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I Will Pay $500 To Anyone Who Can Convince Me To Cancel My Cryonics Subscription

Given that you believe that unfriendly AI is likely, I think one of the best arguments against cryonics is that you do not want to increase the probability of being "resurrected" by "something". But this concerns the forbidden topic, so I can't get into more details here. For hints see Iain M. Banks' novel Surface detail on why you might want to be extremely risk averse when it comes to the possibility of waking up in a world controlled by posthuman uploads.

Examples in Mathematics

I shall discuss many concepts, later in the book, of a similar nature to these. They are puzzling if you try to understand them concretely, but they lose their mystery when you relax, stop worrying about what they are, and use the abstract method.

Timothy Gowers in Mathematics: A Very Short Introduction, p. 34

2013 Census/Survey: call for changes and additions

How many people have been or are still worried about the basilisk is more important than whether people disagree with how it has been handled. It is possible to be worried and disagree about how it was handled if you expect that maintaining silence about its perceived danger would have exposed less people to it.

In any case, I expect LessWrong to be smart enough to dismiss the basilisk in a survey, in order to not look foolish for taking it seriously. So any such question would be of little value as long as you do not take measures to make sure that people are not lying. Which would be possible by e.g. asking specific multiple choice questions that can only be answered correctly if someone e.g. read the RationalWiki entry about the basilisk, or the LessWrong Wiki entry that amusingly reveals most of the detail but which nobody who cares has taken note of so far. Anyone who is seriously worried about it would not take the risk of reading up on the details.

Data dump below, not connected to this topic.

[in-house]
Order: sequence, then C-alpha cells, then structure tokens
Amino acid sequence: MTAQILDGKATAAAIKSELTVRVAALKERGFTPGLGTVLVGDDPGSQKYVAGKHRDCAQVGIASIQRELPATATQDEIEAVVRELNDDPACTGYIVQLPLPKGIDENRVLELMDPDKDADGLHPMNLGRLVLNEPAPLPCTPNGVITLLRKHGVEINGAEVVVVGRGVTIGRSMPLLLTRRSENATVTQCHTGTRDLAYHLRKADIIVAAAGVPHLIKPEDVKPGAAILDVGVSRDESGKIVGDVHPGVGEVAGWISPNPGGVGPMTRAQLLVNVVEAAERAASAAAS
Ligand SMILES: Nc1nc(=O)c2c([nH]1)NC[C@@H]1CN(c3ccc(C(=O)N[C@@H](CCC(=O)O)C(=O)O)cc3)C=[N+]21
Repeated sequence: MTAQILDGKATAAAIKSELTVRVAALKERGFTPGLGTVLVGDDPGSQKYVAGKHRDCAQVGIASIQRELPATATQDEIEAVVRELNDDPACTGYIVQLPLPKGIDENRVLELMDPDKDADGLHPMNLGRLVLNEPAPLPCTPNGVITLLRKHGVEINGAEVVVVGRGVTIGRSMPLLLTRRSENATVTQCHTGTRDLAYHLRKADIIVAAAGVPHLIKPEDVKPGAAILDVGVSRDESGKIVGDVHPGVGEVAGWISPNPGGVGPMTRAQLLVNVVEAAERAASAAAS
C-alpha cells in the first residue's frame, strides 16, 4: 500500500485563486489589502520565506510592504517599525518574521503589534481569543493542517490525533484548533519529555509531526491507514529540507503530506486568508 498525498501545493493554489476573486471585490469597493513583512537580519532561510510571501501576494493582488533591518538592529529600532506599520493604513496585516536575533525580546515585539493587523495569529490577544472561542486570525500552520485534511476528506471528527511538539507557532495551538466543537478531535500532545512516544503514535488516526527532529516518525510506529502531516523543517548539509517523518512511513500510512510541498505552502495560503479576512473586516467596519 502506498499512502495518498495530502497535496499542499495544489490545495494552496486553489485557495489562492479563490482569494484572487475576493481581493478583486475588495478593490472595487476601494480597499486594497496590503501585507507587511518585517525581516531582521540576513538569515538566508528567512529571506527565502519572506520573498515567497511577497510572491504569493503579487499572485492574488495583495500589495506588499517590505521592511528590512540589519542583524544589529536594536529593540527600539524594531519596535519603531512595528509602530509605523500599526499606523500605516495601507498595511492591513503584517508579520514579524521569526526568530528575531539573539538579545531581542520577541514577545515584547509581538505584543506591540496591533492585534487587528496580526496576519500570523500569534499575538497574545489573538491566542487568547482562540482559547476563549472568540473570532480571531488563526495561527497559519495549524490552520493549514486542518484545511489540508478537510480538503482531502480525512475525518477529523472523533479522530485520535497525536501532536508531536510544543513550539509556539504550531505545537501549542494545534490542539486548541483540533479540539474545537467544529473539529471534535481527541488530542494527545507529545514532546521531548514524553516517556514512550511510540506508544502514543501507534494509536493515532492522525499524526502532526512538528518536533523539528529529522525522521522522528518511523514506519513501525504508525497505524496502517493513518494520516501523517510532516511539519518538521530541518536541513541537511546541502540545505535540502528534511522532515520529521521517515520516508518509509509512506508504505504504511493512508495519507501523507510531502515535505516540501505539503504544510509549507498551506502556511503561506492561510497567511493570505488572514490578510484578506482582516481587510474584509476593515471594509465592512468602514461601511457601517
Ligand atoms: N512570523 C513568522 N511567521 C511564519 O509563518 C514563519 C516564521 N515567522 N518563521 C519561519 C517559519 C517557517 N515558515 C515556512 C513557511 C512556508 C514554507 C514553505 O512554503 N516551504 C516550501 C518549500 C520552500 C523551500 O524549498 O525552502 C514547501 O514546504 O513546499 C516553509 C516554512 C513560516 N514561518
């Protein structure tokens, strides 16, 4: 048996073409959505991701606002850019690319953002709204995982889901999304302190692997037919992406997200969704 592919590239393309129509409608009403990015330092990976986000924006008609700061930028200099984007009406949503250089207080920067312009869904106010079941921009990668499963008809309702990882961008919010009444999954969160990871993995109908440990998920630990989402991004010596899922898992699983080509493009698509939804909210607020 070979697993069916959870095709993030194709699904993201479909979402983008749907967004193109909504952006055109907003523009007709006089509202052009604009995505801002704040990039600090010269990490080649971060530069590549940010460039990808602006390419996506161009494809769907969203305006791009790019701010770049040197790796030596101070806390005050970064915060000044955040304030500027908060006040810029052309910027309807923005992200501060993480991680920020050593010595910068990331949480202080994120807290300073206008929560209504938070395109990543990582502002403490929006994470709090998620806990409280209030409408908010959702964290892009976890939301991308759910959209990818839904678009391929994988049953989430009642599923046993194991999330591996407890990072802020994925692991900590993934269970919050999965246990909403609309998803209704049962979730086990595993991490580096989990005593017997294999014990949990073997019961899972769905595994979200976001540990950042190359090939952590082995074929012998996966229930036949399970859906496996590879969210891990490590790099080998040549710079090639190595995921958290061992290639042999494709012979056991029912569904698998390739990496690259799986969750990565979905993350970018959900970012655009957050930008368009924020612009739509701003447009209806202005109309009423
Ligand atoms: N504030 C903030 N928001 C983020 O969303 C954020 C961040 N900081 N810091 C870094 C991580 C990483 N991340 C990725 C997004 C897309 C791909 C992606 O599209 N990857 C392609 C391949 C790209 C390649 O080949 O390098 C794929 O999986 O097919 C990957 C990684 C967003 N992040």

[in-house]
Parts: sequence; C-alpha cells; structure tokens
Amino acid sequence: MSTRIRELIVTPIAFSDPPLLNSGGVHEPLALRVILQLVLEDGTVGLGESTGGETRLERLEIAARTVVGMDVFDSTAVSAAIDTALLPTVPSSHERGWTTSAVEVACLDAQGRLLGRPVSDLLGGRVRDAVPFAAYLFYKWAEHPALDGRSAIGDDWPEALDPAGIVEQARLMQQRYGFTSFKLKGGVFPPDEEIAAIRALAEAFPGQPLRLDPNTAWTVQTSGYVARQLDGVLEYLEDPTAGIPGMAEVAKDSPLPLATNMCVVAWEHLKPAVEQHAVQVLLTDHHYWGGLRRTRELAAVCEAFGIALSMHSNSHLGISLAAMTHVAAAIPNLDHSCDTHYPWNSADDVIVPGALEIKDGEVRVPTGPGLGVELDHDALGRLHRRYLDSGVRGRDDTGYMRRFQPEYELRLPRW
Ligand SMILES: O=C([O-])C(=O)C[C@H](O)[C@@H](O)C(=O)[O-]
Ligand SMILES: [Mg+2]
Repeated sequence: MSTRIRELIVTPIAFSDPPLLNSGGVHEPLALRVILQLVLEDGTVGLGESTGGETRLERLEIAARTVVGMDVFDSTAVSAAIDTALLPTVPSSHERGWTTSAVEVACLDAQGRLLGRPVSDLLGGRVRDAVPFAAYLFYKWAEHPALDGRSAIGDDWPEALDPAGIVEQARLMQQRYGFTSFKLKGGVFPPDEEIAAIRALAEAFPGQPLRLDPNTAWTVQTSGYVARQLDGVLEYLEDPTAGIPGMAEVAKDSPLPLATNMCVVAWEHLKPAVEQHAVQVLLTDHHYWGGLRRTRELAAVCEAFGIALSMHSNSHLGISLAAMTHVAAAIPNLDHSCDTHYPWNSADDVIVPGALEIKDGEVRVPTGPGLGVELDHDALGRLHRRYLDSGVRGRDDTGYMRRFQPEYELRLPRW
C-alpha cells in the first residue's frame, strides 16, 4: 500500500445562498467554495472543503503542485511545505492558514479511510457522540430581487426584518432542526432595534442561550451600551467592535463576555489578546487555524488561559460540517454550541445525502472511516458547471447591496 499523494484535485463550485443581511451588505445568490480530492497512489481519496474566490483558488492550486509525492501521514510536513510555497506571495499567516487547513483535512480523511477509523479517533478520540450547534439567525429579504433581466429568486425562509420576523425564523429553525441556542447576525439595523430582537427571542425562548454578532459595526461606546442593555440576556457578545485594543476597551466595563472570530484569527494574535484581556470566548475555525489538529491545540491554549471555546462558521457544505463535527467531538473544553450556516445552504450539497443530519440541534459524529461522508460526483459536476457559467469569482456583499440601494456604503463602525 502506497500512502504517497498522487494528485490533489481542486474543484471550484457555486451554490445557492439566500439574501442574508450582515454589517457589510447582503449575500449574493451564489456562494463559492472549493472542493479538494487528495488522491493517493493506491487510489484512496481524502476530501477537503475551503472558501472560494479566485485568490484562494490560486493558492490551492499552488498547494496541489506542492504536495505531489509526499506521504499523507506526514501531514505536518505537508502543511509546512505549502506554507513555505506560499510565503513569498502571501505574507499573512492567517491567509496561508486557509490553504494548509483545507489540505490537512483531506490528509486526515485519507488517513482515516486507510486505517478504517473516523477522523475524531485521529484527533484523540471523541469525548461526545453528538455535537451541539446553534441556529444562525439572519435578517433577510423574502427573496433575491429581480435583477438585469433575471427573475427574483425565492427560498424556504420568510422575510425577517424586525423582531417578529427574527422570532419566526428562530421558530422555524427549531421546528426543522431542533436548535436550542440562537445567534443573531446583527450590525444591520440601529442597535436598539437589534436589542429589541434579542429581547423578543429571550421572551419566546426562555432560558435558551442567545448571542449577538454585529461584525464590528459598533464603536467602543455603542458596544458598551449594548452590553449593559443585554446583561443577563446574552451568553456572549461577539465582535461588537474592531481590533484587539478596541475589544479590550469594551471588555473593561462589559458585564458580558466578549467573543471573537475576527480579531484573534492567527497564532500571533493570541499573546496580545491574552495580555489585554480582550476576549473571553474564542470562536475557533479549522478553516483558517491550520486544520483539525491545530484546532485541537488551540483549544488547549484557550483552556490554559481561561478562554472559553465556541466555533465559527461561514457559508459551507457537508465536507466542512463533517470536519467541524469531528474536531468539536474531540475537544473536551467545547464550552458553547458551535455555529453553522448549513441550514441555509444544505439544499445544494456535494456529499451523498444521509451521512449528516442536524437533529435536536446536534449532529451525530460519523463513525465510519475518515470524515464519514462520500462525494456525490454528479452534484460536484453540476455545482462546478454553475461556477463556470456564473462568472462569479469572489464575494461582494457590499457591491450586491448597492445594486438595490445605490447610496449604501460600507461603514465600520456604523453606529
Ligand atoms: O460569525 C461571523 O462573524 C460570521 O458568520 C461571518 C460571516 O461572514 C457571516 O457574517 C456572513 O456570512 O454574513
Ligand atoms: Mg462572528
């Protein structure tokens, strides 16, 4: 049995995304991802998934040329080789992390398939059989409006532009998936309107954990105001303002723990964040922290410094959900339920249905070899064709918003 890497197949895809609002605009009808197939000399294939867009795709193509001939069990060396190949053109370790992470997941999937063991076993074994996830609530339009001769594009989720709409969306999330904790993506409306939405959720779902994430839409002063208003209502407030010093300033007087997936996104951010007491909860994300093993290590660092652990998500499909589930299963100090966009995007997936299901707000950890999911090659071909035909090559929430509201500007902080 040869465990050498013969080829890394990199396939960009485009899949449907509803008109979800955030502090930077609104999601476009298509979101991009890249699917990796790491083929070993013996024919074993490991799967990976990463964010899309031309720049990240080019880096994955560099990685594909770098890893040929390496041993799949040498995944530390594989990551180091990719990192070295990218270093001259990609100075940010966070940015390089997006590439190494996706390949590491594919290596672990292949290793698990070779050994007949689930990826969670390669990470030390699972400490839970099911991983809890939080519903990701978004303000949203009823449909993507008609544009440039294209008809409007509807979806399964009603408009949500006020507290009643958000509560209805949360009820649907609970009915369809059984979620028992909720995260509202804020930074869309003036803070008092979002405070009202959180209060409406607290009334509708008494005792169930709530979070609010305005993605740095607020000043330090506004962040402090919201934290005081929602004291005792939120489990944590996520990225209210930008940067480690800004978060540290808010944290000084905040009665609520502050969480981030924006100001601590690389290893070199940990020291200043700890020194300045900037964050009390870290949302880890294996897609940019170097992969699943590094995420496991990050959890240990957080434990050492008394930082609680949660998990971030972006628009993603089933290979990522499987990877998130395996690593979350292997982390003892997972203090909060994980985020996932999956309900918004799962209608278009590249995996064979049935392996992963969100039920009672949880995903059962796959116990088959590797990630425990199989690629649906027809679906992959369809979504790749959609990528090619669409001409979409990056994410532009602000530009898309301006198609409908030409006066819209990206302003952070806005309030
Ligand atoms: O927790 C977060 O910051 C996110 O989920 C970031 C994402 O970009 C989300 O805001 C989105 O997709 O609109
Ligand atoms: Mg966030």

SotW: Check Consequentialism

I can't believe you missed the chance to say, "Taboo pirates and ninjas."

"Pirates versus Ninjas is the Mind-Killer"

Minicamps on Rationality and Awesomeness: May 11-13, June 22-24, and July 21-28

“I do not say this lightly... but if you're looking for superpowers, this is the place to start.”

Sing karaoke...

Now I can't get this image out of my head of Eliezer singing 'I am the very model of a singularitarian '...

The Singularity Institute's Arrogance Problem

The primary issue with the Roko matter wasn't as much that an AI might actually do but that the relevant memes could cause some degree of stress in neurotic individuals.

The original reasons given:

Meanwhile I'm banning this post so that it doesn't (a) give people horrible nightmares and (b) give distant superintelligences a motive to follow through on blackmail against people dumb enough to think about them in sufficient detail, though, thankfully, I doubt anyone dumb enough to do this knows the sufficient detail. (I'm not sure I know the sufficient detail.)

...and further: